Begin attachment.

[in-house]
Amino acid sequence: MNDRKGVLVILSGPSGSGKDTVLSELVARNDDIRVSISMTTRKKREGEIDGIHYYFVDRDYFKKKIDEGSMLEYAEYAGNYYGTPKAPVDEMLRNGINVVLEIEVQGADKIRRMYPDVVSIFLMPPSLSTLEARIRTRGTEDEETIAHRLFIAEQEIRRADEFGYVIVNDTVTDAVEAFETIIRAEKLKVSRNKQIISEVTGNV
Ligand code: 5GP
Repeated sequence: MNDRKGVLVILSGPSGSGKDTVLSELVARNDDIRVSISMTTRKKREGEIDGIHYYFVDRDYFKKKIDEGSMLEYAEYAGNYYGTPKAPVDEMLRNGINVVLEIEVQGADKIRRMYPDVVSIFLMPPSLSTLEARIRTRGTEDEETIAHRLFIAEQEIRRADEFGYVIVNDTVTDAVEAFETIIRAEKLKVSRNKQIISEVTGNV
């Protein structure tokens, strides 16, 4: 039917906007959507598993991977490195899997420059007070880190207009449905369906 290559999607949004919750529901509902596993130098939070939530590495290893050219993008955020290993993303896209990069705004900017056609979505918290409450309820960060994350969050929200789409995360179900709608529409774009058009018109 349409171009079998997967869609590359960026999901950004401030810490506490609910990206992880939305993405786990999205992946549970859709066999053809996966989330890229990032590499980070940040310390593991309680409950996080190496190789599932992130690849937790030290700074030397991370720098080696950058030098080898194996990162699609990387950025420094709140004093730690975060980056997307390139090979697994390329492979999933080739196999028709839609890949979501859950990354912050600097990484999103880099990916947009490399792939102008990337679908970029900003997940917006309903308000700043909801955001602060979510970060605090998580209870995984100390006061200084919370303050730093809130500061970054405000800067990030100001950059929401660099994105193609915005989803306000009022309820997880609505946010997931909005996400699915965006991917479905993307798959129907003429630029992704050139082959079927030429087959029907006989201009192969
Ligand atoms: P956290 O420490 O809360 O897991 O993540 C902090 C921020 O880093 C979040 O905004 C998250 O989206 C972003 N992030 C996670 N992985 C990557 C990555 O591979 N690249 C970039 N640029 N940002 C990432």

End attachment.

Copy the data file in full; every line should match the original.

[in-house]
Amino acid sequence: MNDRKGVLVILSGPSGSGKDTVLSELVARNDDIRVSISMTTRKKREGEIDGIHYYFVDRDYFKKKIDEGSMLEYAEYAGNYYGTPKAPVDEMLRNGINVVLEIEVQGADKIRRMYPDVVSIFLMPPSLSTLEARIRTRGTEDEETIAHRLFIAEQEIRRADEFGYVIVNDTVTDAVEAFETIIRAEKLKVSRNKQIISEVTGNV
Ligand code: 5GP
Repeated sequence: MNDRKGVLVILSGPSGSGKDTVLSELVARNDDIRVSISMTTRKKREGEIDGIHYYFVDRDYFKKKIDEGSMLEYAEYAGNYYGTPKAPVDEMLRNGINVVLEIEVQGADKIRRMYPDVVSIFLMPPSLSTLEARIRTRGTEDEETIAHRLFIAEQEIRRADEFGYVIVNDTVTDAVEAFETIIRAEKLKVSRNKQIISEVTGNV
């Protein structure tokens, strides 16, 4: 039917906007959507598993991977490195899997420059007070880190207009449905369906 290559999607949004919750529901509902596993130098939070939530590495290893050219993008955020290993993303896209990069705004900017056609979505918290409450309820960060994350969050929200789409995360179900709608529409774009058009018109 349409171009079998997967869609590359960026999901950004401030810490506490609910990206992880939305993405786990999205992946549970859709066999053809996966989330890229990032590499980070940040310390593991309680409950996080190496190789599932992130690849937790030290700074030397991370720098080696950058030098080898194996990162699609990387950025420094709140004093730690975060980056997307390139090979697994390329492979999933080739196999028709839609890949979501859950990354912050600097990484999103880099990916947009490399792939102008990337679908970029900003997940917006309903308000700043909801955001602060979510970060605090998580209870995984100390006061200084919370303050730093809130500061970054405000800067990030100001950059929401660099994105193609915005989803306000009022309820997880609505946010997931909005996400699915965006991917479905993307798959129907003429630029992704050139082959079927030429087959029907006989201009192969
Ligand atoms: P956290 O420490 O809360 O897991 O993540 C902090 C921020 O880093 C979040 O905004 C998250 O989206 C972003 N992030 C996670 N992985 C990557 C990555 O591979 N690249 C970039 N640029 N940002 C990432």